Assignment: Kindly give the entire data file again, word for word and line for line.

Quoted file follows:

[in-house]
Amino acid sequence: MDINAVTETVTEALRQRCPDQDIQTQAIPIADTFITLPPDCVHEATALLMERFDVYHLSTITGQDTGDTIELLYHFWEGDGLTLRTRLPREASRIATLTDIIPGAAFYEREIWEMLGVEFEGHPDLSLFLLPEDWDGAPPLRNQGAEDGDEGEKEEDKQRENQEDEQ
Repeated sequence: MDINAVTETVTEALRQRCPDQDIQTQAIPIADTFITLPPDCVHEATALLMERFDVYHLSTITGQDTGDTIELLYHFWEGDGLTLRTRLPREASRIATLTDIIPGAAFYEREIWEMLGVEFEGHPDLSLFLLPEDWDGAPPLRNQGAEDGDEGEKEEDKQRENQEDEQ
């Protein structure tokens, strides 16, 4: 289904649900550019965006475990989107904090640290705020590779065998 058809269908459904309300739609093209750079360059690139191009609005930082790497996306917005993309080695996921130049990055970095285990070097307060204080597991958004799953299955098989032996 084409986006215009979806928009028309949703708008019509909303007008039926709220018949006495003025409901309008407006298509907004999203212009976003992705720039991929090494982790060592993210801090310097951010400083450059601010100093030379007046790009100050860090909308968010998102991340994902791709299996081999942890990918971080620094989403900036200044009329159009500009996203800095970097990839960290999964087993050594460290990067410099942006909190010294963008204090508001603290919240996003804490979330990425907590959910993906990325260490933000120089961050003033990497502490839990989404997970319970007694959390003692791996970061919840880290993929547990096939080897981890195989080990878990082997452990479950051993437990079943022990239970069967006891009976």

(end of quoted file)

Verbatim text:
[in-house]
Amino acid sequence: MDINAVTETVTEALRQRCPDQDIQTQAIPIADTFITLPPDCVHEATALLMERFDVYHLSTITGQDTGDTIELLYHFWEGDGLTLRTRLPREASRIATLTDIIPGAAFYEREIWEMLGVEFEGHPDLSLFLLPEDWDGAPPLRNQGAEDGDEGEKEEDKQRENQEDEQ
Repeated sequence: MDINAVTETVTEALRQRCPDQDIQTQAIPIADTFITLPPDCVHEATALLMERFDVYHLSTITGQDTGDTIELLYHFWEGDGLTLRTRLPREASRIATLTDIIPGAAFYEREIWEMLGVEFEGHPDLSLFLLPEDWDGAPPLRNQGAEDGDEGEKEEDKQRENQEDEQ
């Protein structure tokens, strides 16, 4: 289904649900550019965006475990989107904090640290705020590779065998 058809269908459904309300739609093209750079360059690139191009609005930082790497996306917005993309080695996921130049990055970095285990070097307060204080597991958004799953299955098989032996 084409986006215009979806928009028309949703708008019509909303007008039926709220018949006495003025409901309008407006298509907004999203212009976003992705720039991929090494982790060592993210801090310097951010400083450059601010100093030379007046790009100050860090909308968010998102991340994902791709299996081999942890990918971080620094989403900036200044009329159009500009996203800095970097990839960290999964087993050594460290990067410099942006909190010294963008204090508001603290919240996003804490979330990425907590959910993906990325260490933000120089961050003033990497502490839990989404997970319970007694959390003692791996970061919840880290993929547990096939080897981890195989080990878990082997452990479950051993437990079943022990239970069967006891009976």